Former Macau Liaison Office chief placed on probation

Li Gang

Anti-corruption authorities on the mainland have placed Li Gang, the former head of the Liaison Office in Macau, on a year-long probation, citing “severe violations” of party discipline.

Li is only the latest high-profile official to fall to Chinese President Xi Jinping’s anti-corruption drive, which began in 2012 and has thus far ensnared more than 250 senior officials and disciplined about 1.4 million allegedly corrupt party members.

The 62-year-old is being investigated on unspecified corruption charges that may be linked to his tenure as the director of the Liaison Office in Macau since 2014 and previously  as the deputy director of the neighboring Liaison Office in Hong Kong from 2003.

The announcement of Li’s detention was made at the 8th Plenary Session of the 18th Central Commission for Discipline Inspection (CCDI), China’s highest body tasked with anti-corruption efforts. It comes just a week before the semi-decennial national party congress is expected to reaffirm Xi Jinping as the country’s president for another five years.

However, the nature of Li’s violations remains unspecified by mainland authorities. The time period when they were allegedly committed also remain unspecified.

Last month, the National People’s Congress announced that Li had been removed from the legislature as he was under investigation for “severe violations of party discipline.” This was followed by the removal of Li from his position as deputy director of the Overseas Chinese Affairs Office on August 22. No details have been provided on the reason for his suspensions in either case.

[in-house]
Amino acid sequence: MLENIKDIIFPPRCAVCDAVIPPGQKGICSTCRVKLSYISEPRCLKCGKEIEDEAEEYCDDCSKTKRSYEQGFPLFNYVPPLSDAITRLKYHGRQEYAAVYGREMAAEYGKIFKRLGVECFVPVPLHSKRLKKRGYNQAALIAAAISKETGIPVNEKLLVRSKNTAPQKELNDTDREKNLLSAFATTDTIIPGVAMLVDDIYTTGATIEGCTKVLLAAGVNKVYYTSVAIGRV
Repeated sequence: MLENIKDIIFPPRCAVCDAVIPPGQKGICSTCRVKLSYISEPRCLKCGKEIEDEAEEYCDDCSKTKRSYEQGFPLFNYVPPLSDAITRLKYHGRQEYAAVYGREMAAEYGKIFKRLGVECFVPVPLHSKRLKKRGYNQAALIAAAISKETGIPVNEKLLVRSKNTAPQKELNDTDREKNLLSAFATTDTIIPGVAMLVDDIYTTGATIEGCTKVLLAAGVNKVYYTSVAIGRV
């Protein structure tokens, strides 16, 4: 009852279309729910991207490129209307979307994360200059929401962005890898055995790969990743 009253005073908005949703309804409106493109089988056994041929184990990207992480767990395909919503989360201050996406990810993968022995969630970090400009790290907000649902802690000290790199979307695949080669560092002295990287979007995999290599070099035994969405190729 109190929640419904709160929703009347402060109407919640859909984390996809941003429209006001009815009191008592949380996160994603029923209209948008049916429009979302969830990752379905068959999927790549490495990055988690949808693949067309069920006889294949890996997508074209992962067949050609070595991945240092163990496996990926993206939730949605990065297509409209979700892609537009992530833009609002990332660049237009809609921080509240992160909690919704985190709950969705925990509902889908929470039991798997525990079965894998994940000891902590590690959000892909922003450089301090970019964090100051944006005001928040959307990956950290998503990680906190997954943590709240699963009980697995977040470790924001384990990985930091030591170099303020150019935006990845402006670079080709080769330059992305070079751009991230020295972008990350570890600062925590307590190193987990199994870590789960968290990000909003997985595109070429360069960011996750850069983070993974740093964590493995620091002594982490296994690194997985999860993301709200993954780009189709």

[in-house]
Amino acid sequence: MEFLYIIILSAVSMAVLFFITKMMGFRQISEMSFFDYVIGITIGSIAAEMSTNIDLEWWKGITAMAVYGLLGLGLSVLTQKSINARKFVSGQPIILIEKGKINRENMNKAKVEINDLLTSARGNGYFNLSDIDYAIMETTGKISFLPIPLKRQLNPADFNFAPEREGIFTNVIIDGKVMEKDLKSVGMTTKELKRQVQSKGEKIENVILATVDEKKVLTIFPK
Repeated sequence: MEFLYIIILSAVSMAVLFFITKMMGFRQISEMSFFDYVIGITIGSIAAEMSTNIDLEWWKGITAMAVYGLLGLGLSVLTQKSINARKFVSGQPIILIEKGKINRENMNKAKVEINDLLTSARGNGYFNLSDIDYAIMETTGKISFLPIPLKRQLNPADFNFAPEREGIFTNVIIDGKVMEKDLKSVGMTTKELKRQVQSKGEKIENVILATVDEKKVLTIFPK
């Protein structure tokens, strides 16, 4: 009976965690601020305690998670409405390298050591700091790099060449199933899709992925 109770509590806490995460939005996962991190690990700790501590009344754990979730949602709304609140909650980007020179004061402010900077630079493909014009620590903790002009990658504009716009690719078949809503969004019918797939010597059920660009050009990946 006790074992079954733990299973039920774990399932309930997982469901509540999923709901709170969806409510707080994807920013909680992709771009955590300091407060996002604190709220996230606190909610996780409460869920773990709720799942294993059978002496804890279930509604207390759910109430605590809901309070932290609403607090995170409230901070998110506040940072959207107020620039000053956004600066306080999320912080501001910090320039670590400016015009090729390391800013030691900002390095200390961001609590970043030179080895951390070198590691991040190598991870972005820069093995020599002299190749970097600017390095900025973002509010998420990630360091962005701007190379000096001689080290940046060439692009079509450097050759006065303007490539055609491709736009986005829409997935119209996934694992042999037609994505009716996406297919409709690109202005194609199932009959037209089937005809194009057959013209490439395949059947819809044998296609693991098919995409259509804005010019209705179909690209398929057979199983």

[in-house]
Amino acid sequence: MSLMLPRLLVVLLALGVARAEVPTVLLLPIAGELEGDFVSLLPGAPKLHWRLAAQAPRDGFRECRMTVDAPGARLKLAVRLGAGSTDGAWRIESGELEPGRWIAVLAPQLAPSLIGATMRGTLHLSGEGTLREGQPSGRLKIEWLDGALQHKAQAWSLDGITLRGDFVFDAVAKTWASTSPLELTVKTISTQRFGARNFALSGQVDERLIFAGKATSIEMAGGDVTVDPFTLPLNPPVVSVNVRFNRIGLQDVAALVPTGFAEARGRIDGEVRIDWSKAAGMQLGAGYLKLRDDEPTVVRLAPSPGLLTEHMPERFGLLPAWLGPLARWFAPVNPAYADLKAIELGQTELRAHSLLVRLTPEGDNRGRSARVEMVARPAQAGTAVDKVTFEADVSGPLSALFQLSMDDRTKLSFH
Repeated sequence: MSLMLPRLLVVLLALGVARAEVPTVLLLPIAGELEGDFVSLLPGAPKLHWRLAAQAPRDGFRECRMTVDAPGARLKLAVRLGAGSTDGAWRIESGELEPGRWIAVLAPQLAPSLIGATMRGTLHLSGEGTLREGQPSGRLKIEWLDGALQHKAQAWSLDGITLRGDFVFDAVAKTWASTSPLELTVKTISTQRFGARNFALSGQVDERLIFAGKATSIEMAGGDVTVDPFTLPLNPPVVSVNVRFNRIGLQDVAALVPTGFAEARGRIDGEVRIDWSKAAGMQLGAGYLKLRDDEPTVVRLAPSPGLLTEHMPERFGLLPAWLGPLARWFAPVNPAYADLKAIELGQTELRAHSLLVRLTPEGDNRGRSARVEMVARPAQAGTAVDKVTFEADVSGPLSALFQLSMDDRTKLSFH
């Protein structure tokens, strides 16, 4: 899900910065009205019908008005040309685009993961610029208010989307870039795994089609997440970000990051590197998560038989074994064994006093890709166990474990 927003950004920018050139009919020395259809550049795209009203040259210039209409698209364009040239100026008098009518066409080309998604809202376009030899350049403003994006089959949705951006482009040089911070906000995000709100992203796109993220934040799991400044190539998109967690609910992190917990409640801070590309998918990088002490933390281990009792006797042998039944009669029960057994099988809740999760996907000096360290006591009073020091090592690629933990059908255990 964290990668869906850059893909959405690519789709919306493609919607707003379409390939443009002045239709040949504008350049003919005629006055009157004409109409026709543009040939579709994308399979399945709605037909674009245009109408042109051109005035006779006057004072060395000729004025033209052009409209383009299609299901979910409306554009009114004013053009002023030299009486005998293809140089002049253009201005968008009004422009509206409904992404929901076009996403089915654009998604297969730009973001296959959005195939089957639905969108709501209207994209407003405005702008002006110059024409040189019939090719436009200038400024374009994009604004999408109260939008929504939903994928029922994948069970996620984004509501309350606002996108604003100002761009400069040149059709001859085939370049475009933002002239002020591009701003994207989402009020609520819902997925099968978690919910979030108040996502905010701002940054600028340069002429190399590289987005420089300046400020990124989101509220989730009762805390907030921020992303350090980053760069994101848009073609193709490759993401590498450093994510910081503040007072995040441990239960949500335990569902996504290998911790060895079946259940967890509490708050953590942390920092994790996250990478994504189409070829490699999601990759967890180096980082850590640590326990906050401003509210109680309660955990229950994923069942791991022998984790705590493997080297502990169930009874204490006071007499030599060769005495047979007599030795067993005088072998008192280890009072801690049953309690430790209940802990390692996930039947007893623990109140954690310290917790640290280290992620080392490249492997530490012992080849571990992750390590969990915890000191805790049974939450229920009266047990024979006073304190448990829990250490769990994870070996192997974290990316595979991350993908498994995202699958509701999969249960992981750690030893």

Placing a party member under probation is the second most severe form of punishment – after expulsion – for individuals who violate the party’s discipline.

According to the Chinese Communist Party Disciplinary Regulations, members that violate the Party Constitution, other regulations, “socialist ethics”, or whose conduct harms the interests of the Party may face disciplinary measures.

“Where Party organizations discover during discipline inspections that Party members are suspected of crimes provided for in the Criminal law such as corruption, bribery, or dereliction of duty; they shall be given a sanction of removal from internal Party positions, Party probation or expulsion from the Party,” the regulations specify.

But probation can also be a punishment for other, equally severe crimes, such as creating groups or cliques for personal gain, putting together political factions, cultivating private power within the party or seeking political capital by “exchanging interests or generating prestige in themselves.”

The Party’s rules also state that probationary measures can last either one or two years, but cannot extend for a longer period.

According to the South China Morning Post, Li is the most senior mainland official for Hong Kong affairs to be disciplined for a serious violation since the 1997 handover of the territory. DB

Categories Macau